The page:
Language acquisition is one of the most remarkable achievements of childhood. Typically by age 5, children acquire a variety of speech and language skills and have an increased expressive and receptive vocabulary repertoire.
Children’s language development has been a topic of interest for several years. It is also the focus of a notable amount of scientific research. Young children’s language skills are essential to their interpersonal and academic success. Typical developing children in their respective environments acquire the language that they hear. Nevertheless, language development varies enormously. It is fundamental to consider the capacity of children and to decipher their innate abilities and environmental contexts when it comes to language acquisition and development.
Early language and literary development, which includes reading and writing, usually begins in the first three years of life and is closely attributed to a child’s earliest exposure and experience with stories, books and other reading materials suitable for their young age. The interactions that young children have with adults in their lives and literacy materials serve as building blocks for language, reading and writing development. Positive early language and literacy development can give children a window to the world. A bright hope for tomorrow that ensures each child can seize a potential successful future.
Literacy is about communication. It begins long before a baby is born in this world. Babies have innate capabilities to learn, communicate and connect with others. They express it through crying, facial expression, sounds and movements. Language development and literacy of infants and toddlers are best supported through exploration, discovery and activities with adults around them.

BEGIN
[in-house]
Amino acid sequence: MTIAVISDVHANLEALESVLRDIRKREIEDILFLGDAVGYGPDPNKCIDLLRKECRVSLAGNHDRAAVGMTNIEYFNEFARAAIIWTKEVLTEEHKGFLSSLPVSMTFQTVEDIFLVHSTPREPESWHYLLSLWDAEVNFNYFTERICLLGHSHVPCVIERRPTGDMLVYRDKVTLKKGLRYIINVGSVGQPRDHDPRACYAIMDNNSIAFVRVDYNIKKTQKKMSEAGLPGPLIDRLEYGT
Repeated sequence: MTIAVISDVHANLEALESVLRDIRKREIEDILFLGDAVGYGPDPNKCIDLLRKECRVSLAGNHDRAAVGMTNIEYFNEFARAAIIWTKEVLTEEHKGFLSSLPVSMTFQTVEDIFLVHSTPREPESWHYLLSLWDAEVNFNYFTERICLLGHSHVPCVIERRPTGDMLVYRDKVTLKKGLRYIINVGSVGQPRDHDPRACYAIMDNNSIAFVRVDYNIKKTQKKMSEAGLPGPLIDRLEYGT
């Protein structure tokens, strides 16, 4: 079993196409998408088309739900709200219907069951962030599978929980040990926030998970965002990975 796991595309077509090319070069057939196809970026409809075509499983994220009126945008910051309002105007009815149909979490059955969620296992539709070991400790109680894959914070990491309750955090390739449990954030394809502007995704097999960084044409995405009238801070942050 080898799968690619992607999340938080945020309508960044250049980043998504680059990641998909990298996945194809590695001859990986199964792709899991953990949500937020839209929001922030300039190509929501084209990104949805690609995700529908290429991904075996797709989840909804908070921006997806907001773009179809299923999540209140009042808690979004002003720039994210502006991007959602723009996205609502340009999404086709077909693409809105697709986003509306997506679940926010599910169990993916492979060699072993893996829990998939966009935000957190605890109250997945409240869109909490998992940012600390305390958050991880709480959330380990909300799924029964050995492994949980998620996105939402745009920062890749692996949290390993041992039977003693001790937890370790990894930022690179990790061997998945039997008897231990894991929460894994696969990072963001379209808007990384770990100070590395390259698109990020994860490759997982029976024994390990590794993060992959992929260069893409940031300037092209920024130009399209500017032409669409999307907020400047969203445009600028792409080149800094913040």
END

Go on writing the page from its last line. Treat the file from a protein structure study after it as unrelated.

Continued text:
Children can only attain competency in fundamental school readiness skills such as language and literacy when they began to experience and master all the aspects of development. These domains include cognitive, social, emotional and physical. Non-cognitive areas like motivation to read and persistence in learning are also vital.
From very early on, young children are not simply passive observers. Rather, they are building their own explanatory systems and theories which organize their knowledge. Such implicit theories enable these children to predict, explain and reason regarding relevant events and sometimes find ways to change them. These theories contain basic principles and relations that will guide them in developing their language skills and literacy. Even in their early minds, they will start to develop perspectives and speculations about how the world of people and other living things, objects and numbers operate. It is vital to point out that these foundational theories are not simply solitary forms of knowledge but play an overpowering role in the everyday lives of young children and their subsequent education.
Children’s language development and literacy development are interrelated and paramount to each other. The development of language and literacy consists of knowledge and skills in areas such as grammar, vocabulary, syntax, writing, reading, comprehension, and discourse skills.
According to research, when adults develop and create enriched language and literacy environments and react to a child’s communication in specific ways, they can help stimulate and expand a child’s developing language and literacy development. The most important mentors in a child’s life are the ones with the greatest potential to help guide and direct a child towards future academic success.